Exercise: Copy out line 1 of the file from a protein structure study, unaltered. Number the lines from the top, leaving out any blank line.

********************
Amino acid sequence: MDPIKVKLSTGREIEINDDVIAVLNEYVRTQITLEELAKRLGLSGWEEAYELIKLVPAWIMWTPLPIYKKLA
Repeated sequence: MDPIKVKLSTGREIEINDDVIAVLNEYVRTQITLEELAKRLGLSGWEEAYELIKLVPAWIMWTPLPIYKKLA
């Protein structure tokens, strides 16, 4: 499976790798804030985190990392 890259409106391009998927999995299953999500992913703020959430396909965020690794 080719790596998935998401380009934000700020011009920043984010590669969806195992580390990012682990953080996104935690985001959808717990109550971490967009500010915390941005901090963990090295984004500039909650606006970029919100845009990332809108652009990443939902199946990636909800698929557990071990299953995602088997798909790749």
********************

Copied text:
Amino acid sequence: MDPIKVKLSTGREIEINDDVIAVLNEYVRTQITLEELAKRLGLSGWEEAYELIKLVPAWIMWTPLPIYKKLA